Freewill and Choice: You Can't Choose What To Like

Freewill and Choice: You Can't Choose What To Like

Conceding that 'Freewill' is a poorly defined concept, there is still some sense that we are free to make some choices and not so free to make others. Most would agree that we are free to choose vanilla vs. chocolate ice cream, while we are not free to choose to be invisible. Which is to say that some things appear to be impossilbe, regardless of what we wish them to be. While in other cases we are in some sense 'free' to make a choice.

But consider the apparent choice of ice cream flavor. Walk into a shop and look at all the options. What actually happens in your head when you make a choice? WIth various degress of concious calculation, we run through what we want. I've had vanilla before and I like it. Butter pecan I hate, and while I like chocolate I get a reaction. I've never had toffee, but people tell me it is good and I'm a bit bored so perhaps I'll try that.

In short, we calculate our choice based on past experience. This requires both data (i.e. the past experience) and an ability to calculate, however rudimentary. Sometimes the calculation is very basic: hungry. Must eat. Other times more complicated: I love chocolate ice cream, but I'll pass bacause of my weight and high blood pressure. But there is always some calculation.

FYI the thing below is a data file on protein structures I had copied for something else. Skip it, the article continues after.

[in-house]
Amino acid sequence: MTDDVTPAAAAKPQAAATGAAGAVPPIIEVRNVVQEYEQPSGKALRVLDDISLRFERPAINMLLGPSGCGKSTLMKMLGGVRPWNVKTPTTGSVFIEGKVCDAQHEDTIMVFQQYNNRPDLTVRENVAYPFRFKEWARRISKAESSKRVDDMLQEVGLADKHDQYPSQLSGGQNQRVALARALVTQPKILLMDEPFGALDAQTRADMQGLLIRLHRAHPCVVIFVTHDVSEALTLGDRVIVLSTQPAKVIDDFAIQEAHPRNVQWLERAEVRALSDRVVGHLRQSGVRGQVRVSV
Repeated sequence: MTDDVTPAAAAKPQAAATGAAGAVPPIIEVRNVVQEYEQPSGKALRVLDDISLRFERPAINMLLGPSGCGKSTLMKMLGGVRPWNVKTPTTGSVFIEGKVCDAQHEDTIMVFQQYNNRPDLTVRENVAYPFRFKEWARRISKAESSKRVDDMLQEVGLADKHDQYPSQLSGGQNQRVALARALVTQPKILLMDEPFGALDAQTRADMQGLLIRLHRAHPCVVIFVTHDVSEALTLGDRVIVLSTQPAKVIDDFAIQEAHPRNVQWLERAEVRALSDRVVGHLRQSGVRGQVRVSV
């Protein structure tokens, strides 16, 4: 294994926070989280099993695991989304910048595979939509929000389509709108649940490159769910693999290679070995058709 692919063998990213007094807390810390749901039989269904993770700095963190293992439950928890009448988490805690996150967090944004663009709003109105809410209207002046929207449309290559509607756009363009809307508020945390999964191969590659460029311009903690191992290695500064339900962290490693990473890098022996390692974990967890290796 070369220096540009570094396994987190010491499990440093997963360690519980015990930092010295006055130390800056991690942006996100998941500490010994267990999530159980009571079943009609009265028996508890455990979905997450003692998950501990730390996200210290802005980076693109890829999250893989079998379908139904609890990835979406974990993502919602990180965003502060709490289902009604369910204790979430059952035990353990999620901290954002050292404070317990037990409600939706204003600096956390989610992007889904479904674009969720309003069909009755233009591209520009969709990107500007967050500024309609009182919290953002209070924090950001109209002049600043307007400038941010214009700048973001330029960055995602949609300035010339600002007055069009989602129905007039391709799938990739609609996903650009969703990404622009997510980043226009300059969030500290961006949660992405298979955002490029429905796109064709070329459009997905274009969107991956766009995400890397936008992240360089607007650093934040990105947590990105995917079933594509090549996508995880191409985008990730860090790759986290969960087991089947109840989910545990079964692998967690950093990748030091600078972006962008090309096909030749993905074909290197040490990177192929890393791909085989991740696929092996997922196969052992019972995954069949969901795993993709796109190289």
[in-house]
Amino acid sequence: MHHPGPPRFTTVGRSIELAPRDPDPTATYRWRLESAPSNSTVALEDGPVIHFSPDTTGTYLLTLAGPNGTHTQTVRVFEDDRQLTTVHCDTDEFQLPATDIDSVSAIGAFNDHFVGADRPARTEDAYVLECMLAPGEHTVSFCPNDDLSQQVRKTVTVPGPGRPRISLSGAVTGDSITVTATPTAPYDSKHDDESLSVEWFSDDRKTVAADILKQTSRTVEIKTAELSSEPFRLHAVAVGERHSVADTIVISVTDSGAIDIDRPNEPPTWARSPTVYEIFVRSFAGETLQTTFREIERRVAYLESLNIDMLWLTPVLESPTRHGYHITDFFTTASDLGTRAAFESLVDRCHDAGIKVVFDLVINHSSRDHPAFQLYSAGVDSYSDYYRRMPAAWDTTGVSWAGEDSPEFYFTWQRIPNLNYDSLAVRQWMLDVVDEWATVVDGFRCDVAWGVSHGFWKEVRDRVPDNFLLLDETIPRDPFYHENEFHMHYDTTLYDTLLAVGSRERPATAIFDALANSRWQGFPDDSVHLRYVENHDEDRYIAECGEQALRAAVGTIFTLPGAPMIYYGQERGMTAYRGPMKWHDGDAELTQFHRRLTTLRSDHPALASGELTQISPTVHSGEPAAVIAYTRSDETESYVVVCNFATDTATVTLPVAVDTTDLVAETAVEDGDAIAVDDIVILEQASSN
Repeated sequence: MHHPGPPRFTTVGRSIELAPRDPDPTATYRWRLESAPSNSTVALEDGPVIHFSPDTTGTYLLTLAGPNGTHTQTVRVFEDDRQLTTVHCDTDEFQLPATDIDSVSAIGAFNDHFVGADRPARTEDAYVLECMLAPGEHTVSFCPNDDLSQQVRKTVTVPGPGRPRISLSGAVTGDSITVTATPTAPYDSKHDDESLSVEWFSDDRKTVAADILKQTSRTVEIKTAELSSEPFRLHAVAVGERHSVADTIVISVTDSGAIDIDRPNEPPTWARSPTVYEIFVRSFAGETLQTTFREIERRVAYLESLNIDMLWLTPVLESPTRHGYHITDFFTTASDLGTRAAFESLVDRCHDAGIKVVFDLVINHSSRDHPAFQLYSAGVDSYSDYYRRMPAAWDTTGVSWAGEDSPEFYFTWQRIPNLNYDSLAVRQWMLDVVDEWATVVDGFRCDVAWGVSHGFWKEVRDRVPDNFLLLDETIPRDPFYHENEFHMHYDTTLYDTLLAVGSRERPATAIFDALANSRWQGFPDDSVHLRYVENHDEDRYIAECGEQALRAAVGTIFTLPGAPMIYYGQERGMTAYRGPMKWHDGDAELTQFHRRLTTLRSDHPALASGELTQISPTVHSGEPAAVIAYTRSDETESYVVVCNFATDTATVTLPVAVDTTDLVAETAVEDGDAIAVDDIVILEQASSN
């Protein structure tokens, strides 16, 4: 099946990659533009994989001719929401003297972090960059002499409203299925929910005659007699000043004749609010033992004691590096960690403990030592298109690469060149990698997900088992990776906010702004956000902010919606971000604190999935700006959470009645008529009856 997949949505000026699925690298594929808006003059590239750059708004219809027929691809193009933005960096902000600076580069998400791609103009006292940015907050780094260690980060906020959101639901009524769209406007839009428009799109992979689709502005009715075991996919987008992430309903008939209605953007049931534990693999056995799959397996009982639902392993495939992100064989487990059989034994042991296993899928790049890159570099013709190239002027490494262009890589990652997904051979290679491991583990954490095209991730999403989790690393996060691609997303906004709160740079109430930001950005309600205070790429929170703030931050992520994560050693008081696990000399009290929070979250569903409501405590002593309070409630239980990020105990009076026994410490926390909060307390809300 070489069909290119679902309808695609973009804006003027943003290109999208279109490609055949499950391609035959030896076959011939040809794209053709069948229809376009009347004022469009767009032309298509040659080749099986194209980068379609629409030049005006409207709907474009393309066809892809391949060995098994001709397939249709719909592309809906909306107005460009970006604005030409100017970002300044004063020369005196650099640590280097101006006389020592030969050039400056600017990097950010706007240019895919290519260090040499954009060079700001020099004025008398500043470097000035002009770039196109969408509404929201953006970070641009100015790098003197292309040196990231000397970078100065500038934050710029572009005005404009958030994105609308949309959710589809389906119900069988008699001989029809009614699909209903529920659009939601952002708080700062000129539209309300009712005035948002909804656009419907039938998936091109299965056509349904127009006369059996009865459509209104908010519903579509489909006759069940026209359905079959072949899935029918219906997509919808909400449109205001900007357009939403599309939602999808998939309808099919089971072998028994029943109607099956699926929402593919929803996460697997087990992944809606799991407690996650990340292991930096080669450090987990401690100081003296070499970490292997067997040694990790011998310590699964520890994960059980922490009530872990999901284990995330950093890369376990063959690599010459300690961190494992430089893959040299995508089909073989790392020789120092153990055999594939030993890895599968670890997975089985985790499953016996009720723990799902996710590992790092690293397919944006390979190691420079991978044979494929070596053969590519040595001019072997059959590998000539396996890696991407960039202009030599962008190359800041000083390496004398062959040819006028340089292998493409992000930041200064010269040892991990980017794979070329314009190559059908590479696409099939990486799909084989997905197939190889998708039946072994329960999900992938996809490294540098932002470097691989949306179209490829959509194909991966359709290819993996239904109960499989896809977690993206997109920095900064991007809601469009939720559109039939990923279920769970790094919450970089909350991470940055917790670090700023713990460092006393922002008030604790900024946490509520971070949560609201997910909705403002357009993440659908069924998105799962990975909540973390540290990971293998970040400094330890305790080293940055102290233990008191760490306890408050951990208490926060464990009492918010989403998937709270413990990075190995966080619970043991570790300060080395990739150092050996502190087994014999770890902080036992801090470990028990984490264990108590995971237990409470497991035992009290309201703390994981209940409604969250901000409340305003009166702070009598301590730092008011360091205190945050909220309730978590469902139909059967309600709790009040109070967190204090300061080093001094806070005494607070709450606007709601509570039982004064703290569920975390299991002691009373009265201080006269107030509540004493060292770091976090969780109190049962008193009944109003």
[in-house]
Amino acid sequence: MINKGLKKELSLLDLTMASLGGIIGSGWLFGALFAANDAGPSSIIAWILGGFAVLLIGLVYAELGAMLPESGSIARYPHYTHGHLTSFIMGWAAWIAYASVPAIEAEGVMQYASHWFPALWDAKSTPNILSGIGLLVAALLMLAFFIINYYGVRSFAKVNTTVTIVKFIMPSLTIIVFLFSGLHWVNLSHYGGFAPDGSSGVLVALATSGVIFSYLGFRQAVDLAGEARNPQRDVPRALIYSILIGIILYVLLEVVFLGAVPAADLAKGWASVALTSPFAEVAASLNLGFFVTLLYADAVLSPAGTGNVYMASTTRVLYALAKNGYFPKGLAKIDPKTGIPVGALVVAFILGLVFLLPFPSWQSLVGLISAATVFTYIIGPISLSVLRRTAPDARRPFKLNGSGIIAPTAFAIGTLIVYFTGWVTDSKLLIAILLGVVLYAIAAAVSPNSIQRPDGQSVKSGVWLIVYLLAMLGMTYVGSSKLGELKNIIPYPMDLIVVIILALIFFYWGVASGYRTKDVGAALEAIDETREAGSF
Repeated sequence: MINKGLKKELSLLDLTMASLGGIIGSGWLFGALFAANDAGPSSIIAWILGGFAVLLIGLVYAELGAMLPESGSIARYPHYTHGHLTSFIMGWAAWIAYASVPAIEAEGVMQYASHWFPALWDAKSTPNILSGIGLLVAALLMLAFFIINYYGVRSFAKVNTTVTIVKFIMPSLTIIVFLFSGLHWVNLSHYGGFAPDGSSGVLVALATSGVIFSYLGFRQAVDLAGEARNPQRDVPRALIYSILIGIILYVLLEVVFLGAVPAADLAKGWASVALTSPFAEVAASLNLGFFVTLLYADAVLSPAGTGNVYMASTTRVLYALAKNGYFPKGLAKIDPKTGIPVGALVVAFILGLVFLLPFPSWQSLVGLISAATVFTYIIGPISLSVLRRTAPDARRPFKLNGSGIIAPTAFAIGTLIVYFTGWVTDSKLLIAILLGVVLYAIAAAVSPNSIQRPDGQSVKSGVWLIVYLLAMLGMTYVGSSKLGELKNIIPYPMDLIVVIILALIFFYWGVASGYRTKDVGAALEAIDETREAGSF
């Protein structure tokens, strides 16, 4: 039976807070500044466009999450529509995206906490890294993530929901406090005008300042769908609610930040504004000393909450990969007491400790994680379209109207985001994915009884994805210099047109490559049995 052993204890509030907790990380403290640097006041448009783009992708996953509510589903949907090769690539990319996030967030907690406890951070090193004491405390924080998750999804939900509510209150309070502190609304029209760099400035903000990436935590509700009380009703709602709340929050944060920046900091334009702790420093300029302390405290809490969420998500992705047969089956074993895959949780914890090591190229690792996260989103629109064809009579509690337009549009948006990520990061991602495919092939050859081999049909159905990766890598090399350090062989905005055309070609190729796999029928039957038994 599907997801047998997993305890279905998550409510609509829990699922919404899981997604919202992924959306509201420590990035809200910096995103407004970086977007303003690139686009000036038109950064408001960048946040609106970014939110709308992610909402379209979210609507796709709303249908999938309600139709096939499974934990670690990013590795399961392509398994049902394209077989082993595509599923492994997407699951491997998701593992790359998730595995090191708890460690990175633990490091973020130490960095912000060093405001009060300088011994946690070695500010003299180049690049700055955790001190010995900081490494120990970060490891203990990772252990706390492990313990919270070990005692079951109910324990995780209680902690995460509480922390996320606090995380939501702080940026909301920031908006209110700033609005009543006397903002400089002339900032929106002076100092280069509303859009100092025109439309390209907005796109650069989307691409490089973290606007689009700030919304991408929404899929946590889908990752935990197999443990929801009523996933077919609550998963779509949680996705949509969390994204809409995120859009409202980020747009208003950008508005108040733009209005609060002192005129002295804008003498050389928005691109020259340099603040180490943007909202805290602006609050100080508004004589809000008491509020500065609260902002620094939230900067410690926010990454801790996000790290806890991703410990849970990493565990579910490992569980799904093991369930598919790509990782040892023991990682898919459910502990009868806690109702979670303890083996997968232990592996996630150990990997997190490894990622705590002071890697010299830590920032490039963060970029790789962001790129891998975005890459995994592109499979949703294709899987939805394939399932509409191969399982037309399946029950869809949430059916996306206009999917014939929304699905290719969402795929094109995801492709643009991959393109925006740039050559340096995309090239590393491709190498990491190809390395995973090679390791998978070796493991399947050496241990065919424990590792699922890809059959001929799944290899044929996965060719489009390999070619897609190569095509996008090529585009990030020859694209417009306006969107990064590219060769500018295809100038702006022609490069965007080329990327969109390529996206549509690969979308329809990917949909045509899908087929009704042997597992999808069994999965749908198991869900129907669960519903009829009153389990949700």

What we can not change about the calculation process is this: what do I like? I submit that you are not free (in any sense) to choose to like (or not like) vanilla. Either you do, you don't, or you don't know.

Try it on yourself. Pick something you like and tell yourself that you don't like it. It can't be done.

Of course, tastes can and do change. Children tend to like more plain food than adults. Wine is famous for requiring a cultivated palate. It isn't that you've simply changed your mind: you've changed your experience. Some people will never learn to like vanilla no matter how many times they try it, while others think they don't like it until they try it and then the do.

This principle seems quite general. You can't simply decide to believe in god or not. You can't choose to be gay or not be gay. You either do, you don't or you don't know. Some experience may change your mind, but it isn't a question of freewill or choice in any sense.

Try this experiment with any idea you feel strongly about: find a friend who holds the opposite opinion and challenge them to simply change their mind in order to prove they really have freewill. It may be something with few social consequences, like ice cream, or something with more controversial, like abortion. Peel away the layers of why they believe what they believe and ultimatly you will find some atomic idea that they simply like and have absolutely no ability to change.

We appear to be determined by things we have no choice over whatever: you like this (and not that) simply because you are constructed the way you are and have experienced the things you have experienced.